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Repentant Patriotism?

  • Donald W. ShriverJr.

Abstract

Perhaps the simplest definition of patriotism is “love of one’s country.” But there are empirical and moral-religious difficulties with this definition. Both “love” and “country” are deeply ambiguous. With or without a miserable childhood, associations with a home place are likely to endure for life. The smell of creosoted piles and salt water can still reduce me to a swirl of nostalgia about my port-city birthplace: Norfolk, Virginia. But then the leap from affection for birthplace to affection for the “rocks and rills, the woods and templed hills” of land bounded by the Atlantic and Pacific coasts is quite another stretch of geographical patriotism.1 Finally, beyond both oceans are all the other places on this planet where humans live. Is there such a thing as global patriotism? For that matter, is there a love for America, an immigrant nation, uncomplicated by first generation nostalgia for the “old country”?

Keywords

Moral Imagination Personal Correspondence Facing Terrorism American Troop American Power 
These keywords were added by machine and not by the authors. This process is experimental and the keywords may be updated as the learning algorithm improves.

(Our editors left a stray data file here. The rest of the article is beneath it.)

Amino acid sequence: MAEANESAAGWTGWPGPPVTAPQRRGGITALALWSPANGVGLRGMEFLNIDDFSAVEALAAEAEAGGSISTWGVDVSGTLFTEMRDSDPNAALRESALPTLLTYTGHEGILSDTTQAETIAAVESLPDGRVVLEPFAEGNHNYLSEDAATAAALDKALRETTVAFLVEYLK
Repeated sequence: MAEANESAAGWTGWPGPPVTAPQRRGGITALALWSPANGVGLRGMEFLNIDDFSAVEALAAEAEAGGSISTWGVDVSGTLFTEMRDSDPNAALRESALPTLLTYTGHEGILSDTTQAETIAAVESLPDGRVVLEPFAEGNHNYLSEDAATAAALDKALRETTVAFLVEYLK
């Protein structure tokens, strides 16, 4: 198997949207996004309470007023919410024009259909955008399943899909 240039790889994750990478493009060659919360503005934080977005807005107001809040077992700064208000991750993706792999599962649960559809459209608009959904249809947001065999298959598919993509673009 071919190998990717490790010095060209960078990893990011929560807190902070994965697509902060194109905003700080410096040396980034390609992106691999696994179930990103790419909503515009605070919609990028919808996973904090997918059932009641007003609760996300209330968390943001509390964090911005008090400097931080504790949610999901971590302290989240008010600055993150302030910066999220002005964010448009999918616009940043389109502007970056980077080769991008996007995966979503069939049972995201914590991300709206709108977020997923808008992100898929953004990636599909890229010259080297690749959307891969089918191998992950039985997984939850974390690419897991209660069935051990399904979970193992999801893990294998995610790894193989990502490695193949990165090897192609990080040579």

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Notes

  1. 5.
    Elazar Barkan, The Guilt of Nations: Restitution and Negotiating Historical Injustices (New York: W. W. Norton, 2000), xviii.Google Scholar
  2. 13.
    See Donald W. Shriver Jr., An Ethic for Enemies: Forgiveness in Politics ( New York: Oxford University Press, 1995 ), 111.Google Scholar
  3. 32.
    Forrest Church, The American Creed: A Spiritual and Patiotic Primer ( New York: St. Martin’s, 2002 ), 55.Google Scholar
  4. 34.
    Martin E. Marty, “The Real Luther,” The Christian Century, November 1, 2003, p. 47.Google Scholar
  5. 45.
    Albert Beveridge, The Library of Oratory, ed. Chauncey M. Depew (New York: 1902 ), 448–49;Google Scholar
  6. and William Graham Sumner, War and Other Essays, ed. A. G. Keller (New Haven, CT: n.p., 1911), 325–26, 334.Google Scholar
  7. 51.
    Edward LeRoy Long Jr., Facing Terrorism: Responding as Christians ( Louisville: Westminster/John Knox, 2004 ), 111.Google Scholar
  8. 54.
    Reinhold Niebuhr, The Irony of American History ( New York: Scribners and Sons, 1952 ), 148.Google Scholar
  9. 56.
    H. Richard Niebuhr, The Responsible Self: An Essay in Christian Moral Philosophy ( New York: Harper and Row, 1963 ), 64.Google Scholar

Copyright information

© Michael G. Long and Tracy Wenger Sadd 2007

Authors and Affiliations

  • Donald W. ShriverJr.

There are no affiliations available

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